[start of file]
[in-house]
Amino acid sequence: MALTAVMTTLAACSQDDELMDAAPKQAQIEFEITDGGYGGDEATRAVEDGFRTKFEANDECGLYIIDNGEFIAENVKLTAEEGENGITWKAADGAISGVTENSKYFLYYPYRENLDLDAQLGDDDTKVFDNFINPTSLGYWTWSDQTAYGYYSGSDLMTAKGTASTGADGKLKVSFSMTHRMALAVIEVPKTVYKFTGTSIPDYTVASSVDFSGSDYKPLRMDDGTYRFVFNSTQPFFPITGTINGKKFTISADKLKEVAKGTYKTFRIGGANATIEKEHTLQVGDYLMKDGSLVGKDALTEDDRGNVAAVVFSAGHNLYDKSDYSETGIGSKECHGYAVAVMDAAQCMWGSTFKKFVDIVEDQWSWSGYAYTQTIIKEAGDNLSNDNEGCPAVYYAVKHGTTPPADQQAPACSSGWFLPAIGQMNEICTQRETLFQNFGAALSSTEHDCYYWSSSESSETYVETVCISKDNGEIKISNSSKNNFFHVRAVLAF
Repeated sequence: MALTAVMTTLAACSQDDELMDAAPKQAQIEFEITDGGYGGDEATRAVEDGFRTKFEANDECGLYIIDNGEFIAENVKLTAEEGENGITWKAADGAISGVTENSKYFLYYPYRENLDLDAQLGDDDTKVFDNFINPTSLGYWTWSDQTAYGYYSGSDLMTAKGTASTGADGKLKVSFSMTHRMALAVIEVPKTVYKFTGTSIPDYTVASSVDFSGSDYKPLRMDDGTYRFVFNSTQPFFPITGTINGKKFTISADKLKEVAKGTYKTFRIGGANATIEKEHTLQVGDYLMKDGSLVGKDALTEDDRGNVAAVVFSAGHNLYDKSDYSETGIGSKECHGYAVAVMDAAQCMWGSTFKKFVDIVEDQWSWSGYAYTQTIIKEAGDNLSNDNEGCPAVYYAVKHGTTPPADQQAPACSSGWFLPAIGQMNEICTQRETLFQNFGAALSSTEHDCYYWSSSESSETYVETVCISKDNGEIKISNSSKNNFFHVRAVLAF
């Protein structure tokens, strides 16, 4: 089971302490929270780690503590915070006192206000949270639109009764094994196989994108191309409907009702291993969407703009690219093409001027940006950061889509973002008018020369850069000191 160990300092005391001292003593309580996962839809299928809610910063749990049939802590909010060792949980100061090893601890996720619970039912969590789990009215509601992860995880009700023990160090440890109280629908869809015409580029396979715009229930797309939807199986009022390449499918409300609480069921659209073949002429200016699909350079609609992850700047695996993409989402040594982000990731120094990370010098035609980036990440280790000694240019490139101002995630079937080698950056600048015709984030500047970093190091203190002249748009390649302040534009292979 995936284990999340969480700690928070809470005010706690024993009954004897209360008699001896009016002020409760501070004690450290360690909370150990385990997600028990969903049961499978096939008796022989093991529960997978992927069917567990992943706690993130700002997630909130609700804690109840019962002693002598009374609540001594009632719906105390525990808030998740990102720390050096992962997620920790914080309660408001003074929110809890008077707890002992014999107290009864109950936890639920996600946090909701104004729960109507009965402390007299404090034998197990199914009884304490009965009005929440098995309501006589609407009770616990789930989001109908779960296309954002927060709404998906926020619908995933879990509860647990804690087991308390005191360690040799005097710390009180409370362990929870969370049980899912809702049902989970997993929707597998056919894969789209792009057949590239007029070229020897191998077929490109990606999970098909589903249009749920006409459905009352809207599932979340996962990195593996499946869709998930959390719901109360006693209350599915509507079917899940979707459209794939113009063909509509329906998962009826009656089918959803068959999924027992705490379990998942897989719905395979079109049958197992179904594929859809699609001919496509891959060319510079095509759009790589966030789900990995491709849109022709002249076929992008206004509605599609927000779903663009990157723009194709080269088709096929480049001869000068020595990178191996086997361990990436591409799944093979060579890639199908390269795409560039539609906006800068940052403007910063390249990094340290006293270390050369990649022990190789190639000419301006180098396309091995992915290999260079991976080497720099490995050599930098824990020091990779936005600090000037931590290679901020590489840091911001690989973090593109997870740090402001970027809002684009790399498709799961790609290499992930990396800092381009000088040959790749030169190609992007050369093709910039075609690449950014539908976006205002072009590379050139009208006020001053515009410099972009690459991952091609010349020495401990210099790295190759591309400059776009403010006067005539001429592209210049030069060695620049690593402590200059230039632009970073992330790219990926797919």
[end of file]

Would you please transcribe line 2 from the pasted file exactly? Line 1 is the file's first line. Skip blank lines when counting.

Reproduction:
Amino acid sequence: MALTAVMTTLAACSQDDELMDAAPKQAQIEFEITDGGYGGDEATRAVEDGFRTKFEANDECGLYIIDNGEFIAENVKLTAEEGENGITWKAADGAISGVTENSKYFLYYPYRENLDLDAQLGDDDTKVFDNFINPTSLGYWTWSDQTAYGYYSGSDLMTAKGTASTGADGKLKVSFSMTHRMALAVIEVPKTVYKFTGTSIPDYTVASSVDFSGSDYKPLRMDDGTYRFVFNSTQPFFPITGTINGKKFTISADKLKEVAKGTYKTFRIGGANATIEKEHTLQVGDYLMKDGSLVGKDALTEDDRGNVAAVVFSAGHNLYDKSDYSETGIGSKECHGYAVAVMDAAQCMWGSTFKKFVDIVEDQWSWSGYAYTQTIIKEAGDNLSNDNEGCPAVYYAVKHGTTPPADQQAPACSSGWFLPAIGQMNEICTQRETLFQNFGAALSSTEHDCYYWSSSESSETYVETVCISKDNGEIKISNSSKNNFFHVRAVLAF